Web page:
Lastly, we can use the AS command to give the result column a readable name.
Running the query should output the result of the subtraction.
COUNT() Question: Number Of Custom Email Labels
To answer this question, you’ll have to find the number of emails with a custom label.
Find the number of occurrences of custom email labels for each user receiving an email. Output the receiver user id, label, and the corresponding number of occurrences.
Link to the question: https://platform.stratascratch.com/coding/10120-number-of-custom-mail-labels
Understand the question
The main difficulty with this question is that the description does not clearly define what is a custom label. Hopefully looking at data will point us in the right direction. Alternatively, you can get direction from the interviewer.
To solve this challenge, we need to combine data from two tables.
The question description also specifies that we need to output id of the user receiving the email, custom label, and the number of custom labels.
Let’s look at two tables that contain available data for this question.
The google_gmail_emails table contains information about mails sent via Gmail.
- The id column stores integer values to identify each email sent via Gmail.
- from_user and to_user columns probably specify users sending and receiving the email.
- Numbers in the day column specify the day when the email was sent.
Next, let’s look at the google_gmail_labels table:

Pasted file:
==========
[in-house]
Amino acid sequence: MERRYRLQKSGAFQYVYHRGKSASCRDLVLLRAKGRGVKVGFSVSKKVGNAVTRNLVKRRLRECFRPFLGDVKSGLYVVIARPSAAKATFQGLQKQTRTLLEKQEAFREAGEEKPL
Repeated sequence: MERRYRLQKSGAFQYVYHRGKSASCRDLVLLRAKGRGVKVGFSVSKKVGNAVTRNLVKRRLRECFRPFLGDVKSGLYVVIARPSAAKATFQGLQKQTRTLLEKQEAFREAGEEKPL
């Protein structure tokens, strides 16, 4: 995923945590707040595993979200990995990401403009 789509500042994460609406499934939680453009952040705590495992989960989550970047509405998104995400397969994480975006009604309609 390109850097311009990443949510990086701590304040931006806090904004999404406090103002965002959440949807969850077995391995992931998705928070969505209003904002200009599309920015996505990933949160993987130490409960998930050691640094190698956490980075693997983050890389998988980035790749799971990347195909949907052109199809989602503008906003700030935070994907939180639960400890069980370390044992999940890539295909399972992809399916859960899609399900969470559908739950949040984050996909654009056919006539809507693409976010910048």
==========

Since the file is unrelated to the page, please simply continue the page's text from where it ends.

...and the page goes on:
- Numbers (integers) in the email_id column identify each email
- The label column contains email labels.
Let’s look at actual tables to better understand the relationship between two tables:
We correctly assumed that the id identifies each email sent through the platform. from_user and to_user specify users sending and receiving the email. day is a numeric value, which most likely indicates the day in the week when the email was sent.
Once we look at values in the label columns, it becomes clear that we have to find instances that contain ‘Custom’ text. In this case, emails with the id of 1 and 7 would have custom labels.
Plan your approach
To find the answer and output the necessary values; we need to combine data from two tables. For that, you need to notice that the id column from the main table and email_id from the labels table contain the same values.
We will need to use the INNER JOIN because it only keeps rows with common values in the shared dimension. We can use the ON statement to chain additional conditions so that we only keep rows where the label column contains the ‘Custom’ text.
Next, we use the GROUP BY statement to create a group of email labels based on the identity of receiving users. Then we use the COUNT() Postgres aggregate function to find the number of labels in each group.
Write the code
Step 1: Combine data from two tables
We need to use the INNER JOIN, which will only leave records where there’s information about exchanged emails as well as their labels.
SELECT * FROM google_gmail_emails e INNER JOIN google_gmail_labels l ON e.id = l.email_id
We give the emails table the shorthand name of e, and the labels table the name of l.
Then we use the ON condition to specify the shared dimension - email id.
Step 2: Keep rows with a label that contains ‘Custom’ text